During her filmmaking journey, she didn't set out specifically to publish a book, although it had been a goal of hers at some point. Rizzoli, the publisher, "contacted me when they heard about the project and they said, 'Would you like to do a book?' I said yes knowing that we would need to go back to Dominica to shoot more, because I was primarily shooting for the documentary."

Gaelin Rosenwaks with a "gift" from a young sperm whale, has a new book out on the creatures. Courtesy Gaelin Rosenwaks


Through Ms. Rosenwaks's photographs, the reader experiences the intersection of science and art.

"Everything in nature is art," she said. "What we try to do when we create images is bring that artistic perspective to the images. Different people can be in the same moment with the whale, but they're going to create a different image. In that way, it becomes art. And the movement of nature is so artistic . . . but also as a scientist, my perspective going into work is different from the work of an artist, because even though I'm making art, I'm trying to tell these moments of scientific discovery through these images."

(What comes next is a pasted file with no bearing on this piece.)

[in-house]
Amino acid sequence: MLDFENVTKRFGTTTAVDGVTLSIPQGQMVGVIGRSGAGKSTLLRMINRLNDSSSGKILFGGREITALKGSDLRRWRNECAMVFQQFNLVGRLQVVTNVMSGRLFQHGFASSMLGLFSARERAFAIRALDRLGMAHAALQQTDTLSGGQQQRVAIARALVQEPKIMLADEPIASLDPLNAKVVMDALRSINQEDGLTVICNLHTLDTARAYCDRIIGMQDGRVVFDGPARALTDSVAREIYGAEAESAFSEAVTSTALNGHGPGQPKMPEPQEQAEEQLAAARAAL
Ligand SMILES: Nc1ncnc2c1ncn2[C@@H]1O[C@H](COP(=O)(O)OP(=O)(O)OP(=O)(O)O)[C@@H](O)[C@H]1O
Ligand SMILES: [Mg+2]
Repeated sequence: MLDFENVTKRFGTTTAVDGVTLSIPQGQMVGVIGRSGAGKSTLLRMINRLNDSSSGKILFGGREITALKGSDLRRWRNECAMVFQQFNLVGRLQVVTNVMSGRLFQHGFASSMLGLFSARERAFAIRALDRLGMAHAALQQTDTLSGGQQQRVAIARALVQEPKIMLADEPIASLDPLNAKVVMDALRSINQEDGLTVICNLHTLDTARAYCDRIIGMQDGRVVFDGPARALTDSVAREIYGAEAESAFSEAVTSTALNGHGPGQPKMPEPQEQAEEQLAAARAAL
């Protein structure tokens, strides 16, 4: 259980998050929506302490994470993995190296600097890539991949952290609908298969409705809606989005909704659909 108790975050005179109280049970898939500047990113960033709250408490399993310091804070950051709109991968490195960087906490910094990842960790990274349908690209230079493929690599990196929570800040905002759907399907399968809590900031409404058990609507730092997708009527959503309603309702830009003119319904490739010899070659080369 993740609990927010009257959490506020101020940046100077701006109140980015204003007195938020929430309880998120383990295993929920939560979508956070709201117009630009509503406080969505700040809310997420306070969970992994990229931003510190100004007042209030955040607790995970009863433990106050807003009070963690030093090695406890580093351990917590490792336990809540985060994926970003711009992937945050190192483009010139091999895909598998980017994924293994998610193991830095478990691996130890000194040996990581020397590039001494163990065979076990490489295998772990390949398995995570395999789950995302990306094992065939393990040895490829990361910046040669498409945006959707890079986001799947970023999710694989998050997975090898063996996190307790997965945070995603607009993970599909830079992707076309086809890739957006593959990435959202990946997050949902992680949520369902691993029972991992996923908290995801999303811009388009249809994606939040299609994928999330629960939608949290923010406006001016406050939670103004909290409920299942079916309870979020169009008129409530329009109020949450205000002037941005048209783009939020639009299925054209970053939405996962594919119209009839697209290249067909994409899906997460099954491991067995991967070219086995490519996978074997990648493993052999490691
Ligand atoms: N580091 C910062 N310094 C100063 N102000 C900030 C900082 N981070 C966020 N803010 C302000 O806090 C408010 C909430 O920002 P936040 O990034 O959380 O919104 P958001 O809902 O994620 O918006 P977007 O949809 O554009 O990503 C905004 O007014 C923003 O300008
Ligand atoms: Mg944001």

She and her colleagues draft a shot list before they drop into the depths with their cameras, but in Ms. Rosenwaks's experience, "the animal pretty much dictates all of the images." (The weather influences them, too, she noted, with rough conditions or poor water quality as examples.)

"You go into it hoping that you'll see these moments," she said. "But you have to be ready to not miss those moments. . . . They completely decide what they're going to show you and you hope they show you something beautiful, and they always do, but the behavioral moments sort of write the script."

Ms. Rosenwaks emerged from her dives with tens of thousands of stills, making the process of selecting them for the book challenging. (One thing that she's proud of is that she "won the battle" over including photos of pooping whales -- "I thought it was a very important scientific thing to talk about that," she said.)